'Oklahoma!' is just OK despite lively star

December 30, 1993|By J. Wynn Rousuck | J. Wynn Rousuck,Theater Critic

Where: Lyric Opera House, 140 W. Mt. Royal

When: Tonight through Saturday at 8 p.m., Sunday at 7:30 p.m., with matinees Saturday and Sunday at 2 p.m.

Tickets: $20-$42

Call: (410) 889-3911

A theatrical special effects wizard couldn't have done it better. The 50th anniversary touring production of "Oklahoma!" arrived at the Lyric Opera House on the day Baltimore had the first significant snowfall of the season. Back in 1943, the show's New York debut was also greeted by a snowstorm -- one that, together with unfavorable word of mouth, led the producers to bring soldiers in off the street to fill the theater.

While the show those soldiers saw went on to make musical theater history, the adequate but largely uninspired production at the Lyric makes it difficult to recall what all the fuss was about.

So here's a little memory refresher. What composer Richard Rodgers and librettist Oscar Hammerstein II accomplished -- with significant assists from director Rouben Mamoulian and choreographer Agnes de Mille -- was a unification of song, text and movement that was so seamless that each element not only flowed into, but was inter-dependent on, the other.

With this in mind, it is rather jarring to see the famous dream ballet at the end of the first act (choreographed here by Daniel Pelzig) partially obscured by dense clouds of stage smoke and flashes of light, or to hear the orchestra come in late on several occasions.

In a couple of other respects, however, this production, directed by Linda Brovsky, does get things right. One of these is the casting of Marylander April Harr in the lead role of Laurey, the young woman torn between her love for thoroughly acceptable Curly and her ambivalent feelings for the dangerous hired hand, Jud.

Not only does Harr have one of the best voices in the show, but she brings a strength of character to Laurey. Instead of taking the easy way out and portraying her as a silly girl unable to make up her mind, Harr emphasizes Laurey's intelligence and conflicted nature -- qualities that make her a typically strong, interesting Hammerstein heroine.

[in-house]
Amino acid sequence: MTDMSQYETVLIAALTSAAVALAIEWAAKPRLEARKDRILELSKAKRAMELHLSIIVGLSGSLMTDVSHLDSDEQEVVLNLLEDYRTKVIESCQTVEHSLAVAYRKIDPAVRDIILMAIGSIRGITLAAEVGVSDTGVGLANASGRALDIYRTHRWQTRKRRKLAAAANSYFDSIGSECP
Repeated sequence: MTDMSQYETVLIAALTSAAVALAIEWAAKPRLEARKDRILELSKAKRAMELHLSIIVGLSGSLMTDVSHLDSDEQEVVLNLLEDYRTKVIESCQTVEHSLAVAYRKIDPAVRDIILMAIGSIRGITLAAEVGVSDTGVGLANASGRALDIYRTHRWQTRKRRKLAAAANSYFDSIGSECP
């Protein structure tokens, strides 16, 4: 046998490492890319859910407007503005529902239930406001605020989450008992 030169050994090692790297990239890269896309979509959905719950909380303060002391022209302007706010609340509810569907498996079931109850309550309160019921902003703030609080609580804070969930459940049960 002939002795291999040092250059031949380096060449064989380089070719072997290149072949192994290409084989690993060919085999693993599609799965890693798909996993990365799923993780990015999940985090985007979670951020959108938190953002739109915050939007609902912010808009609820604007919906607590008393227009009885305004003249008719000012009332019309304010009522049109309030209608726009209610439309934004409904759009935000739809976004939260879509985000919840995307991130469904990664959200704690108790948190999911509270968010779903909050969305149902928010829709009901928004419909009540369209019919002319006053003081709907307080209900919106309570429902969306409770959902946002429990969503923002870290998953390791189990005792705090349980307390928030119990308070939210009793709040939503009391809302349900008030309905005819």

The character of Curly is considerably less complex, and George Merrick does little to enhance this. Instead, he exudes such a spanking clean, all-American-boy aura -- even in his singing, which he does with a perpetual grin -- that it's easy to see why Laurey finds him less than fascinating.

Craig Benham's Jud at first seems a pitiable character, but he manages to convey a sense of menace that creates the only tension in a production that seems more a valentine than the involving dramatic work its creators intended. In addition, Benham's rich, beautifully resonant voice makes Jud's dark solo, "Lonely Room," the production's most deeply felt song.

The rest of the ensemble does an acceptable job, frequently striking poses that -- when seen on designer James Fouchard's evocative sets -- echo vintage photographs of the original production. However, despite the vast expanses of plains and sky in the painted backdrops, the touring set makes far less use of the Lyric's wide stage than seems fitting for a show about the broad frontier.

The result is a production that feels cramped and less lively than a revival of this ground-breaking masterpiece deserves. Maybe that's why the producers chose to decorate the cover of the program with a reproduction of the postage stamp issued to commemorate the 50th anniversary of "Oklahoma!"

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